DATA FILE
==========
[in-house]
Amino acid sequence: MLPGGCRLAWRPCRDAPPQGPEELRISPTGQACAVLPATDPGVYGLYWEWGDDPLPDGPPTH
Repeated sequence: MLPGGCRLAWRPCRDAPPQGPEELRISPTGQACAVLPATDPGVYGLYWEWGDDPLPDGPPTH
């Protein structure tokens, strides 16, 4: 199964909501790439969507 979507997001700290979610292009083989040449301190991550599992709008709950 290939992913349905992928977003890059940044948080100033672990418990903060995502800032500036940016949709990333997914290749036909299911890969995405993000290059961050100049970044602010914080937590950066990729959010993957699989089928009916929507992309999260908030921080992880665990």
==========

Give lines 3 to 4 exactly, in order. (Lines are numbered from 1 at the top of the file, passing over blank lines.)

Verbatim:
Repeated sequence: MLPGGCRLAWRPCRDAPPQGPEELRISPTGQACAVLPATDPGVYGLYWEWGDDPLPDGPPTH
């Protein structure tokens, strides 16, 4: 199964909501790439969507 979507997001700290979610292009083989040449301190991550599992709008709950 290939992913349905992928977003890059940044948080100033672990418990903060995502800032500036940016949709990333997914290749036909299911890969995405993000290059961050100049970044602010914080937590950066990729959010993957699989089928009916929507992309999260908030921080992880665990």